Truth & Reconciliation – Ralph Northam, a case study

Ralph Northam, the Democratic governor of Virginia who was elected a year ago largely because of the fallout from the racist rally in Charlottesville, is in hot water over a recently unearthed photo of him when he was 25.

In the photo are two smiling people in costumes: one dressed in blackface and the other in a KKK robe. Northam has acknowledged the photo is real, and that yup, that’s him. (The photo appears on his page in his medical school yearbook, so the chances the photo wasn’t authentic were pretty slim).

The question now gripping American politics is, Should Ralph Northam resign?

There have been robust calls from Democrats and progressive social justice organizations (including the NAACP) for him to step down, for reasons including:

  • Dude. It’s a picture of you in blackface. Resign.
  • The Florida Secretary of State recently resigned after photos surfaced of him dressed not just in blackface, but as a Hurricane Katrina victim. That photo was taken in 2005.
  • There’s no way this single photo is the only one that exists. Quit now and check the bloodthirsty right wing media trolls who are right now scouring every cranny of your past for more damning evidence.
  • If you don’t, you’ll give Donald Trump something really stupid to talk about in his State of the Union address next week.
  • Given the way that so many formerly closeted racists in this country now feel free to express their racism out in the open thanks to the rhetoric and actions of this President, the Democratic party must maintain a zero-tolerance policy for this kind of behavior.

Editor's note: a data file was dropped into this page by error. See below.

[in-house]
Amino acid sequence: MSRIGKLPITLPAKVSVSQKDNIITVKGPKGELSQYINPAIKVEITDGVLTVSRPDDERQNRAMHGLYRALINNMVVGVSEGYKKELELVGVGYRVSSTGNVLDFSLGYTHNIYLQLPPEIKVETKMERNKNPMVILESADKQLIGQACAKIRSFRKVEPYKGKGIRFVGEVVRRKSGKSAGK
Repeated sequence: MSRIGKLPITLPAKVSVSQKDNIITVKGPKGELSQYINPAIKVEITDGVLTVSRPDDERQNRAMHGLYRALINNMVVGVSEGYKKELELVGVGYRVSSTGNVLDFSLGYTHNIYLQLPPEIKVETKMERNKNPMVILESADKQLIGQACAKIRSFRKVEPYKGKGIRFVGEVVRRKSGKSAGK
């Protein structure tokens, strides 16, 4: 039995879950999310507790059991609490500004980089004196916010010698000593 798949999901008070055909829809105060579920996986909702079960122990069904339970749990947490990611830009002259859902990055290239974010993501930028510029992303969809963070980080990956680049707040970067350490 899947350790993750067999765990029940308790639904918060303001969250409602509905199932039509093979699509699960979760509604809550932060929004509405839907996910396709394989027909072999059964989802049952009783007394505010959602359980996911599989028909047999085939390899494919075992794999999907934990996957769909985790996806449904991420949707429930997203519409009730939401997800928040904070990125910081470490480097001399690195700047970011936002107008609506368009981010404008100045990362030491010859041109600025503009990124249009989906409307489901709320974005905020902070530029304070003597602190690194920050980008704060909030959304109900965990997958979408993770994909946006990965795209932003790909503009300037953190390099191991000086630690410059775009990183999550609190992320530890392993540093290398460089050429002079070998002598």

• If he were to step down as Governor, that would elevate his Luitenant Governor to the role. And the current Lt. Governor of Virginia is Justin Fairfax, a popular black politician.

But not everybody is insisting he step down. Their reasons include:

  • Northam has a strong legislative record of advocating policies like police reform and a $15 minimum wage, all of which would meaningfully benefit the black community. Some argue this is more important than a single photo from 35 years ago.
  • Blackface is a mere symbol of racism that we are in danger of fetishizing. People who hold this view encourage us to focus instead on policies.
  • This as an opportunity for civil rights groups to “get something big” from Northam, in exchange for “allowing” him to stay.
  • He should listen to only the people of Virginia, as he makes his decision.
  • In 1984, especially in Virginia, racially insensitive attitudes were still the mainstream. Plenty of “good white people” still thought the Dukes of Hazard was normal, and certainly wouldn’t have been bothered by blackface and KKK costumes. This reason gives Northam the benefit of the doubt that he could very well have held the strong progressive values he espouses today, while nonetheless allowing himself to get swept up by his peers in a bad choice for a costume.
  • In his statement (which was followed by a video), he did everything right: he apologized, he acknowledged the harm he had caused, and he specifically said he’s ready to “do the important work” of “healing the damage this conduct has caused.” Shouldn’t we give him a chance to make this right??

But the much more important question to me is, What meaning will people attach to his decision?

Or, what will Northam’s decision add to the debate currently raging in this country about how to deal with the misconduct of our past?

Truth and Reconciliation

We as a country – but also as communities within this country – need to adopt the principles of transformative justice, if we are to ever stop bludgeoning one another over wrongful past deeds.

Those principles include: